The movement in this passage shifts from a shoreline recruiting excursion to a holy space where the traditions of the Jewish people were safeguarded. The synagogue was a place for teaching the Jewish Law and we read that Jesus entered that sanctuary to do precisely that. We must also note that the disciples, under Jesus leadership, were in the habit of going to the synagogue on a regular basis to worship. It was a place where people gathered in hopes of encountering the living God. Worship invited weary Jews who had suffered much persecution to be in prayerful conversation with the Divine so that they might better understand what God was doing among them.

It’s almost funny how Mark immediately contrasts Jesus’ teaching with that of the most respected Jewish leaders, the Scribes. Richard Swanson states that the authority of the Scribes lay in grammar and stature. He viewed them as “soulless bureaucrats with fat salaries.” It sounds a bit like some upper echelon management positions today! Jesus, in contrast to that, did not operate out of windowless board rooms paneled in dark, impenetrable wood. He mixed with real people in real life, extending loving care. Whereas the Scribes sought to preserve tradition at all cost, Jesus jumped onto the scene blazing a new trail and dusting off old truths to find how they might speak to a new generation.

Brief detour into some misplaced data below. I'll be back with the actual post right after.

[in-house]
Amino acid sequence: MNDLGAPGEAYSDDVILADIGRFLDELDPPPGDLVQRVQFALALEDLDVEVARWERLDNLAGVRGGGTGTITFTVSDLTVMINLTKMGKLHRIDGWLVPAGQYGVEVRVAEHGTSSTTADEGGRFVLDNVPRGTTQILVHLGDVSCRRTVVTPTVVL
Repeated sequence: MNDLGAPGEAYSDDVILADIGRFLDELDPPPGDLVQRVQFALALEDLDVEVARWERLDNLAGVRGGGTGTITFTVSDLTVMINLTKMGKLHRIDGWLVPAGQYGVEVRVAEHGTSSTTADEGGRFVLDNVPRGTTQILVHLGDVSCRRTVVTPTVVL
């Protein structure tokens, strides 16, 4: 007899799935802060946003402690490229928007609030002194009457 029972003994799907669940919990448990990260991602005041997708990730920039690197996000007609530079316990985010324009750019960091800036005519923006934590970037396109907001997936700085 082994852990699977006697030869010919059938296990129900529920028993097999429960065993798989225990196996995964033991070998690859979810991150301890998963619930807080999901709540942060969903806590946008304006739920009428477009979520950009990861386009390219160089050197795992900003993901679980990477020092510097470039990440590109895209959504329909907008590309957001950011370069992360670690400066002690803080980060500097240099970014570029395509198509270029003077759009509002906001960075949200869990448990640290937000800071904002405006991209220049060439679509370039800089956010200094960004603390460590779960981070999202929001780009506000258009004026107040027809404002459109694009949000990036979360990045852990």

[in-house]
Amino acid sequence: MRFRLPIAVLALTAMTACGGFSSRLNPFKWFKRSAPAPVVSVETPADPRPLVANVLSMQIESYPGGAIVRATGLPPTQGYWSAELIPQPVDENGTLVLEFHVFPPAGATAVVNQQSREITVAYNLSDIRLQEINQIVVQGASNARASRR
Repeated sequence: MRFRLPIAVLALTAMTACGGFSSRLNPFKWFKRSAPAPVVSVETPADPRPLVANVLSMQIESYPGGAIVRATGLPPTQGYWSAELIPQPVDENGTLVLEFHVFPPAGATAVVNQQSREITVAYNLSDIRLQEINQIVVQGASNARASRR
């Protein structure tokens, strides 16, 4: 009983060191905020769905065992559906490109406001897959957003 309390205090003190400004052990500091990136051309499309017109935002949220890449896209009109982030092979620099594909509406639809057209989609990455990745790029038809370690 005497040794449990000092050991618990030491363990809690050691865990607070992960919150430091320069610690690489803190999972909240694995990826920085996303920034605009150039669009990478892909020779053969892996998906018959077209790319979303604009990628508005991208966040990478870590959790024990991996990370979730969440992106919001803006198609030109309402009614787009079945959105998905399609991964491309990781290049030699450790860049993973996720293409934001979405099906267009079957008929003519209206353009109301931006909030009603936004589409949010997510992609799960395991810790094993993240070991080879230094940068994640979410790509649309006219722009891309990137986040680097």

In reference to these religious practices, Swanson writes this: “These habits, protected through generations of difficulty, have created a people ready to jump up and run to John. They have created a community of faithful people who hear Jesus and hope for something big, not because he is new, but because he is rooted in something very old.”  (Provoking the Gospel of Mark: A Storyteller’s Commentary Year B by Richard W. Swanson, p. 98.)